The residual stress profile is a major factor on the fatigue life of components that are subjected to cyclic loading. The residual stress profiles of two diesel engine components, a section removed from a connecting rod and a section removed from a finished crankshaft, were measured non-destructively using neutron, laboratory x-ray, and synchrotron x-ray diffraction techniques. The synchrotron source identified the near surface residual stresses, and the neutron diffraction technique used for measurements of the residual stresses from 1 mm below the surface on into the interior of the samples. The strains from the synchrotron measurements were corrected for the effect of the exponentially weighted averaging over the irradiated depth using a numerical linear inversion method. The neutron measurements did not require any corrections, as they are a measurement of strains, directly from the area of interest, and they are not weighted. After this determination of the residual stress profiles, the same locations on the components were measured using the common destructive x-ray diffraction etch layer removal technique. The measured data from this iterative etch technique were corrected for the effect of the removed material on the remaining stress field using equations put from the SAE J784a standard. These corrected data from this destructive technique is graphed in comparison to the residual stress profile data determined non-destructively. This data proves the etch layer removal method is as accurate as any of the other methods available due to the excellent correlation of the different techniques.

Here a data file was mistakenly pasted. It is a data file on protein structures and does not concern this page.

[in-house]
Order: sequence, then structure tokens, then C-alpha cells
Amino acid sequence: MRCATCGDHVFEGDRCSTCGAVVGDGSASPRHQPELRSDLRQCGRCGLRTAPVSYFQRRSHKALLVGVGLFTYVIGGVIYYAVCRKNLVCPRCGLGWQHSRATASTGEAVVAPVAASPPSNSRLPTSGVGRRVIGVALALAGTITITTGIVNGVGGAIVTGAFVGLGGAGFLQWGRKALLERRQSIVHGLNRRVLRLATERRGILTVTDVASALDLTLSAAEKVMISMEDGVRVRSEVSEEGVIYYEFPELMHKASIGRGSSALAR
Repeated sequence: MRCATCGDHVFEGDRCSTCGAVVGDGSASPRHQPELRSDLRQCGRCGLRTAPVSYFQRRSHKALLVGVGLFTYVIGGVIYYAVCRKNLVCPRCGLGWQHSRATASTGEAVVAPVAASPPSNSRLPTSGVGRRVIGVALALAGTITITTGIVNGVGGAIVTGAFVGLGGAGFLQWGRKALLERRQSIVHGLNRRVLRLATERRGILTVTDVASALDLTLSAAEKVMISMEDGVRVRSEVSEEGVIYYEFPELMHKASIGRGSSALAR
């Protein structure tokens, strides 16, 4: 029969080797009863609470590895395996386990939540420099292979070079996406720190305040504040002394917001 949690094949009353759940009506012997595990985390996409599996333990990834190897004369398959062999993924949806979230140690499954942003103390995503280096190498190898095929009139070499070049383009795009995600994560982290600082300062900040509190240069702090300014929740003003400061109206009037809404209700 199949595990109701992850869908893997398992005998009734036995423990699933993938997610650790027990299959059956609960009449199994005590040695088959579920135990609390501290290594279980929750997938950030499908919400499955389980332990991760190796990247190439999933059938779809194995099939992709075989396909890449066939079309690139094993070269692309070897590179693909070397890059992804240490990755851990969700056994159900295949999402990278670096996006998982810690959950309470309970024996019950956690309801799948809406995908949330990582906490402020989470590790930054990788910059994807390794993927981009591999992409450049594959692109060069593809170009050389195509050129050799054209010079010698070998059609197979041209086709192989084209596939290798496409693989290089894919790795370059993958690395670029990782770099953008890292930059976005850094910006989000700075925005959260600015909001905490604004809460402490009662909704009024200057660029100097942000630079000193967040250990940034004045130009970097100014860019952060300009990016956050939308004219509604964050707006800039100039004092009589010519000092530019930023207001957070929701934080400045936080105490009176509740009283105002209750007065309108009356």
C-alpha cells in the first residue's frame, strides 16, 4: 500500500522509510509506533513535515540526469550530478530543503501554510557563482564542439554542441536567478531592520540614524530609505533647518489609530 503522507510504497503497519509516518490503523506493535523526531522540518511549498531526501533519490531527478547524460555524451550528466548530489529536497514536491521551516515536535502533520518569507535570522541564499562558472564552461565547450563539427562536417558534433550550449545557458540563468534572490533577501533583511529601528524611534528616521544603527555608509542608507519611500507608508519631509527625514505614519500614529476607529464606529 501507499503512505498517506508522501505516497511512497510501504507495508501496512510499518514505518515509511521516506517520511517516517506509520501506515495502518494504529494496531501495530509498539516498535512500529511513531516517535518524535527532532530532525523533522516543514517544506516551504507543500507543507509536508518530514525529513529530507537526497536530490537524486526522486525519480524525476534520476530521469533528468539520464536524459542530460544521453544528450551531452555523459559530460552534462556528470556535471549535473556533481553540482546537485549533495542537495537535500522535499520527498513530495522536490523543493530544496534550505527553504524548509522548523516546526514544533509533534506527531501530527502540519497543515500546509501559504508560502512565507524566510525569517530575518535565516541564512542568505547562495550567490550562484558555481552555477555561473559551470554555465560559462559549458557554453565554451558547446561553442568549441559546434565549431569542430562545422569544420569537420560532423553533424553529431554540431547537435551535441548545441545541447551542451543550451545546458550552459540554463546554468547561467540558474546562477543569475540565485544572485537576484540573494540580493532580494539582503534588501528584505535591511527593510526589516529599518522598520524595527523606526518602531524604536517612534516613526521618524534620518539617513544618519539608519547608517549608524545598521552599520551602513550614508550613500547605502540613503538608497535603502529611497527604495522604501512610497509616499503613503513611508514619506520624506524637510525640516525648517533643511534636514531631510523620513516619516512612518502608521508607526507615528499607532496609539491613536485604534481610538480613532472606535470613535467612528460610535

|School:||University of Cincinnati|
|Department:||Engineering : Materials Science|
|School Location:||United States -- Ohio|
|Source:||MAI 57/06M(E), Masters Abstracts International|
|Keywords:||Neutron diffraction, Residual stress, Synchrotron diffraction, X-ray diffraction|
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